Build-in 'ElementTree' module

There are many python modules that can parse XML and store the data into Python objects. For the purposes of this example, we will use the build-in module - "ElementTree". It has functions to read and manipulate XMLs (and other similarly structured files). We will be working with the example from lesson 2 which is:

<?xml version="1.0" encoding="UTF-8"?>

  <interface id="1">
    <description >VLAN20</description>

  <interface id="2">
    <description >VLAN20</description>

  <interface id="3">
    <description >VLAN20</description>


Before we start, we must have the file saved as interfaces.xml in our python working directory. Then we import the ElementTree library. It's common practice to use the alias of ET:

import xml.etree.ElementTree as ET

Parsing XML Data

In the XML file provided, there is a basic collection of interfaces. Each interface has a different IP address and other configuration parameters. The main goal in this lesson will be to read and understand the file with Python.

First, we need to read the file with ElementTree.

xml = ET.parse('interfaces.xml')
root = xml.getroot()

Then, if we print the object we can see that we have an ‘ElementTree’ object at a specified memory address:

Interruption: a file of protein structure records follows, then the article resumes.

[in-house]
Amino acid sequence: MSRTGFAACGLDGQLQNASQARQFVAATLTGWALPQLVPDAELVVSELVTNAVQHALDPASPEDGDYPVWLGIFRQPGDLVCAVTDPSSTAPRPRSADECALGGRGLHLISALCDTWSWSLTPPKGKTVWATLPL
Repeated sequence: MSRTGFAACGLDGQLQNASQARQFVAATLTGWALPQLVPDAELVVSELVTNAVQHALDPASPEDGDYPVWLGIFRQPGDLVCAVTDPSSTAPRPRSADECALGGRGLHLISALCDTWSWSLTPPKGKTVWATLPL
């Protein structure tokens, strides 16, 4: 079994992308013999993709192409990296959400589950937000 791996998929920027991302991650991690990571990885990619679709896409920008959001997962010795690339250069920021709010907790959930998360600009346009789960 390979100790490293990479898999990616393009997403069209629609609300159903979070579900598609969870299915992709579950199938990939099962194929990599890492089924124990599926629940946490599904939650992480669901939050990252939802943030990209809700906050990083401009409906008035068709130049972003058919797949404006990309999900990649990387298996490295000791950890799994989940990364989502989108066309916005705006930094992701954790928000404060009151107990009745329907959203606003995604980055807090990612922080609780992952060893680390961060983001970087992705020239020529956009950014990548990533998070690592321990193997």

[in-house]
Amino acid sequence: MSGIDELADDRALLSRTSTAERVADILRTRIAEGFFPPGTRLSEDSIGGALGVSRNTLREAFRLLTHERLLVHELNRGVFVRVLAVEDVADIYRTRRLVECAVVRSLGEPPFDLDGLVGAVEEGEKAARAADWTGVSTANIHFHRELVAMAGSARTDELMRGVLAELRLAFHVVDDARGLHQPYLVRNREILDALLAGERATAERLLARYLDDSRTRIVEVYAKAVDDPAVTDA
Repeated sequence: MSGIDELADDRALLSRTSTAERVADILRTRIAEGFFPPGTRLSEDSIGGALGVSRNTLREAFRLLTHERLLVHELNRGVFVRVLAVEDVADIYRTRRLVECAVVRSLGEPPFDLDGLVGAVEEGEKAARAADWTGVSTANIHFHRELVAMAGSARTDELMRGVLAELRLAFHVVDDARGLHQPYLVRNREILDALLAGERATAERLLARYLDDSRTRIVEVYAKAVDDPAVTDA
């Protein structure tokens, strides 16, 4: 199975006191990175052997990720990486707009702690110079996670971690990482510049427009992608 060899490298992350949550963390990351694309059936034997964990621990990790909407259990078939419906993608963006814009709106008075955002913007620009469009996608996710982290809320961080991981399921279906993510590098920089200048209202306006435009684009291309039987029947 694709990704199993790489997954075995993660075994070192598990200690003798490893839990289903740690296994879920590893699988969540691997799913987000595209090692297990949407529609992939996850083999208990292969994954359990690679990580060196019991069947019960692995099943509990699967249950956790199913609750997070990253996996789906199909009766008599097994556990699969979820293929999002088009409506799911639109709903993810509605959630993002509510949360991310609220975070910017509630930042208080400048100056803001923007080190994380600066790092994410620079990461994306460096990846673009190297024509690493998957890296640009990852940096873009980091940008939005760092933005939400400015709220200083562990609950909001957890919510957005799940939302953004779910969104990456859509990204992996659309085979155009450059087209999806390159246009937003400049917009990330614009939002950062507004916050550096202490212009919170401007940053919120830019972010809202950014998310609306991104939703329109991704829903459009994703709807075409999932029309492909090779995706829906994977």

>>> print(xml)
<xml.etree.ElementTree.ElementTree object at 0x0364AEE0>

Once loaded as a python object, the data can be read or manipulated with the build-in methods and attributes available. We can see them using the ‘dir()’ method:

>>> print(dir(xml))
['__class__', '__delattr__', '__dict__',
 '__dir__', '__doc__', '__eq__',
 '__format__', '__ge__',
 '__getattribute__', '__gt__',
 '__hash__', '__init__', '__init_subclass__',
 '__le__', '__lt__',
 '__module__', '__ne__', '__new__',
 '__reduce__', '__reduce_ex__', 
'__repr__', '__setattr__', '__sizeof__', 
'__str__', '__subclasshook__', '__weakref__',
 '_root', '_setroot', 'find', 'findall', 'findtext',
 'getiterator', 'getroot', 'iter', 'iterfind',
 'parse', 'write', 'write_c14n']

Let's use the method 'iterfind()' to return a generator that we can use to iterate over in a for-loop.

>>> for item in xml.iterfind('interface'):
...         print(item)
<Element 'interface' at 0x03D265C8>
<Element 'interface' at 0x03D47CD0>
<Element 'interface' at 0x03D47E60>

We can see that we have several ‘interface’ objects stored at various memory addresses. We can extract the information from these objects using the ‘findtext()’ method. Let’s extract the information in the ‘address’ tags:

for item in xml.iterfind('interface'):
...     print(item.findtext('address'))

Let's take the interface name as well:

for item in xml.iterfind('interface'):
...     print(item.findtext('name'), item.findtext('address'))

To summarize, in this lesson we saw how to parse XML data using the built-in 'ElementTree' library in python. We saw how to use the ‘iterfind()’ method to define a generator object that we can iterate over in a for-loop. We also showed how to access element tag information using the ‘findtext()’ method.